Each week, the Indigenous Health department highlights good news stories from the North and from across the country.
Indigenous woman receives recognition from Governor General
Rebecca Kudloo, President of Pauktuutit Inuit Women of Canada received a pleasant surprise when she received a call from Governor General Mary Simon to express appreciation for Ms. Kudloo’s lifetime of professional work and service.
Kudloo was chosen by the Governor General because of her dedication over the past 35 years running the Mianiqsijit counselling service in Baker Lake and because of her work with the Pauktuutit Inuit Women of Canada. Pauktuutit Inuit Women of Canada is a national non-profit aiming to bring awareness to the needs of Inuit women.
During her call with Mary Simon, Kudloo commented that one of her biggest achievements was finally securing funding for five shelters after campaigning for 35 years.
Read about their conversation and about Ms. Kudloo’s work on national and international stages from CBC North.
A Łı́ı́dlı̨ı̨ Kų́ę́ grandmother sees her grandson live his dream at the Beijing Olympics
Rosemary Gill of the Łı́ı́dlı̨ı̨ Kų́ę́ First Nation in Fort Simpson, Northwest Territories (N.W.T) was pleasantly surprised to find out her 18-year-old grandson, Liam Gill, is heading to the Beijing Olympics! Liam is set to compete in the Half-pipe snowboarding completion representing Team Canada.
While this is the first time Liam will compete in the Olympics, he is no stranger to high-level competitions having previously competed at the Youth Olympics in 2020.
Liam has received an outpouring of love and support from across N.W.T and said he is trying his best not to overthink this achievement and live in the moment.
Liam is the only indigenous member on the team and he hopes to inspire future generous of Indigenous snowboarders.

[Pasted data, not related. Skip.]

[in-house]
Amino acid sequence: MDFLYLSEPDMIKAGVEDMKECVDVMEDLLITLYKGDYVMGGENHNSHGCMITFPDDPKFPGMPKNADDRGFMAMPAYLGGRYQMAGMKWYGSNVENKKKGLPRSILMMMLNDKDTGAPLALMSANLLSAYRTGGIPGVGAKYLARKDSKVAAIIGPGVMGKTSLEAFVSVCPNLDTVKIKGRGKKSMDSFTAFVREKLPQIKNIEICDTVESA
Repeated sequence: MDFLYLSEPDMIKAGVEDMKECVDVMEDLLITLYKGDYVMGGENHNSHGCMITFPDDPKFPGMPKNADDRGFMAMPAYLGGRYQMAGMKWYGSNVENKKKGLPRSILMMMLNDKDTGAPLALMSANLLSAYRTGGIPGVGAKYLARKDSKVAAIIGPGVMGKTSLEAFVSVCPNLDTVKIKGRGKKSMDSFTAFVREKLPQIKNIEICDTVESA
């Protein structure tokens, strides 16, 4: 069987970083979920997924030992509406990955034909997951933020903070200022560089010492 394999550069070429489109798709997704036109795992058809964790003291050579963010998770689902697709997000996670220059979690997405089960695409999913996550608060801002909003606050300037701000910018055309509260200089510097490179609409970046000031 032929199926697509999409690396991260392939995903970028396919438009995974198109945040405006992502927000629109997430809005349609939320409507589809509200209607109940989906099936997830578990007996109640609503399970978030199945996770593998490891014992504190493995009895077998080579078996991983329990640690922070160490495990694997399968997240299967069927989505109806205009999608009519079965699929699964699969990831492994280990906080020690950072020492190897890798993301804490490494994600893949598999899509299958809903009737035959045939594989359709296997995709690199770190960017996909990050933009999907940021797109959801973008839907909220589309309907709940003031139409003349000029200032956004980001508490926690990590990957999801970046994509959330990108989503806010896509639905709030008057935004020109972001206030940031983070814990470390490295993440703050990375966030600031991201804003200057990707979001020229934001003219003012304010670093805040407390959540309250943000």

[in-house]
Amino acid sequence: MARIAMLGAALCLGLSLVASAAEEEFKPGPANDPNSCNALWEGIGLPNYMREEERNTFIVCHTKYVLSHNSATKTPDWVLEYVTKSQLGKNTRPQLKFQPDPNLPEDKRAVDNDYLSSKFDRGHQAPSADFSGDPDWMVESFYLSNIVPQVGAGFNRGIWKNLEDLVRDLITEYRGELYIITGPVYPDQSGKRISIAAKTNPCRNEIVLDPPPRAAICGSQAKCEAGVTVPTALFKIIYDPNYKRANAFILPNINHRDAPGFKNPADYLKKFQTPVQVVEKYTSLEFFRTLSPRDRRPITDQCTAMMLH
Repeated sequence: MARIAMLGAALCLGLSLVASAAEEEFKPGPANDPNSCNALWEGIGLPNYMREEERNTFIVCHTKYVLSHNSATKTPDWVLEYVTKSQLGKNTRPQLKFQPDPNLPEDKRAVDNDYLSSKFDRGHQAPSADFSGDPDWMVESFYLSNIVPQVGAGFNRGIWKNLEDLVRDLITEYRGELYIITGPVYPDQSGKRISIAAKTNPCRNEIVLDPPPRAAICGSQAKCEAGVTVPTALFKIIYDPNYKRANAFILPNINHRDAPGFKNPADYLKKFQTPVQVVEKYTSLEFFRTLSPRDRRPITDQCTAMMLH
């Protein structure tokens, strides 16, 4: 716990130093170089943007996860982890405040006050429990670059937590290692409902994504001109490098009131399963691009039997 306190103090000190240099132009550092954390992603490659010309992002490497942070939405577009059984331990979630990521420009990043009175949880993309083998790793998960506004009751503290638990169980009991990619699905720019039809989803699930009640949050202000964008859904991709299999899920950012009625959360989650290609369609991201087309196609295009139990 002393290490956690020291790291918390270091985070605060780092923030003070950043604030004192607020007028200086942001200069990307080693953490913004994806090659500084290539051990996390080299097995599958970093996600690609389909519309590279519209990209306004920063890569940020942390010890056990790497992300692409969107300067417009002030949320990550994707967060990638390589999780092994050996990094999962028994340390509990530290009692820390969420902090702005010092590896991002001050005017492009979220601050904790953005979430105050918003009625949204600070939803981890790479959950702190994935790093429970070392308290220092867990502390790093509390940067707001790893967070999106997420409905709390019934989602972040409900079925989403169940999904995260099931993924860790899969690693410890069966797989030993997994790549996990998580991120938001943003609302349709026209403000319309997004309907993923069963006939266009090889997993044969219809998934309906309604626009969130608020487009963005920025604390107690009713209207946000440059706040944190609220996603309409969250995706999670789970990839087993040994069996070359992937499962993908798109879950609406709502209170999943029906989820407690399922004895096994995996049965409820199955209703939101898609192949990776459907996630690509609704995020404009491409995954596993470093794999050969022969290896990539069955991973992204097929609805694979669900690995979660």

Read about Liam’s journey from CBC North.
Top 10 Indigenous books
The UBC Faculty of Education has compiled a list of the Top 10 Indigenous Books to read.
The list includes popular titles covering topics like systemic oppression, the Indian Act, as well as current events, and poetry.
See the full list featured on the UBC website.
Apply to the Rural, Remote, and Indigenous Grants program by February 17, 2022
Northern Health, in collaboration with the First Nations Healthy Authority, is pleased to announce the new Rural, Remote, and Indigenous Food Action Grant to support projects addressing food security and food sovereignty in Northern BC.
The Rural, Remote, and Indigenous Food Action Grant program is intended to support community food action across Northern BC with the goal of improving food security in the region. This funding is part of a broader provincial and health authority commitment to advance food security in BC. Grants are available to a maximum of $50,000. The application deadline is midnight on Thursday, February 17th, 2022.
For more information, including an application form and guide, visit the Rural, Remote, and Indigenous Grants webpage.